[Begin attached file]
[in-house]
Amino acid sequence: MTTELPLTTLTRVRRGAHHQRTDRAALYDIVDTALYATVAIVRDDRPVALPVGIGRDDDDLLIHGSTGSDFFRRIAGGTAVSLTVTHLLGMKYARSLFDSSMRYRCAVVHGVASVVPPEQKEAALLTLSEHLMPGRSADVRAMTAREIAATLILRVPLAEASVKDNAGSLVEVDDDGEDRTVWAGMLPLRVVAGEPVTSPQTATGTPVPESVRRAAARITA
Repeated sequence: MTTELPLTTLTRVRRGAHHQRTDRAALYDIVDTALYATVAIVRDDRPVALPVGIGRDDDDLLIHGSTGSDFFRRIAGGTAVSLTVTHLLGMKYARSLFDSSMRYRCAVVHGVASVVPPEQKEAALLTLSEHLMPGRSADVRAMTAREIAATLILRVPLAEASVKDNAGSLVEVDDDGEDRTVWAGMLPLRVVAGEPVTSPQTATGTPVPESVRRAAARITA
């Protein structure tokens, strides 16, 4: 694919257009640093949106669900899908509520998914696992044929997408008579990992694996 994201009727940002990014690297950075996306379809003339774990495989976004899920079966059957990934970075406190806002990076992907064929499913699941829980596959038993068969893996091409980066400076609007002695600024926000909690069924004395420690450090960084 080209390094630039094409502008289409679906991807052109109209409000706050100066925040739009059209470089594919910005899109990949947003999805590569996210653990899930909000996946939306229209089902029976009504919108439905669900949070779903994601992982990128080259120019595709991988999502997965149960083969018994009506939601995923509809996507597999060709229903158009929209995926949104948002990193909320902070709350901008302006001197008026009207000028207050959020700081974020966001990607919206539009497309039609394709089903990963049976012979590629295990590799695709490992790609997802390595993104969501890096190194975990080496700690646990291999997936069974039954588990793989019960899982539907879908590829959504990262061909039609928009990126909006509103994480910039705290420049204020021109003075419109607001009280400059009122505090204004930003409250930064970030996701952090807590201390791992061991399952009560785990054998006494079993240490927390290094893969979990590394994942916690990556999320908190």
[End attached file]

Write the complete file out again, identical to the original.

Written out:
[in-house]
Amino acid sequence: MTTELPLTTLTRVRRGAHHQRTDRAALYDIVDTALYATVAIVRDDRPVALPVGIGRDDDDLLIHGSTGSDFFRRIAGGTAVSLTVTHLLGMKYARSLFDSSMRYRCAVVHGVASVVPPEQKEAALLTLSEHLMPGRSADVRAMTAREIAATLILRVPLAEASVKDNAGSLVEVDDDGEDRTVWAGMLPLRVVAGEPVTSPQTATGTPVPESVRRAAARITA
Repeated sequence: MTTELPLTTLTRVRRGAHHQRTDRAALYDIVDTALYATVAIVRDDRPVALPVGIGRDDDDLLIHGSTGSDFFRRIAGGTAVSLTVTHLLGMKYARSLFDSSMRYRCAVVHGVASVVPPEQKEAALLTLSEHLMPGRSADVRAMTAREIAATLILRVPLAEASVKDNAGSLVEVDDDGEDRTVWAGMLPLRVVAGEPVTSPQTATGTPVPESVRRAAARITA
């Protein structure tokens, strides 16, 4: 694919257009640093949106669900899908509520998914696992044929997408008579990992694996 994201009727940002990014690297950075996306379809003339774990495989976004899920079966059957990934970075406190806002990076992907064929499913699941829980596959038993068969893996091409980066400076609007002695600024926000909690069924004395420690450090960084 080209390094630039094409502008289409679906991807052109109209409000706050100066925040739009059209470089594919910005899109990949947003999805590569996210653990899930909000996946939306229209089902029976009504919108439905669900949070779903994601992982990128080259120019595709991988999502997965149960083969018994009506939601995923509809996507597999060709229903158009929209995926949104948002990193909320902070709350901008302006001197008026009207000028207050959020700081974020966001990607919206539009497309039609394709089903990963049976012979590629295990590799695709490992790609997802390595993104969501890096190194975990080496700690646990291999997936069974039954588990793989019960899982539907879908590829959504990262061909039609928009990126909006509103994480910039705290420049204020021109003075419109607001009280400059009122505090204004930003409250930064970030996701952090807590201390791992061991399952009560785990054998006494079993240490927390290094893969979990590394994942916690990556999320908190």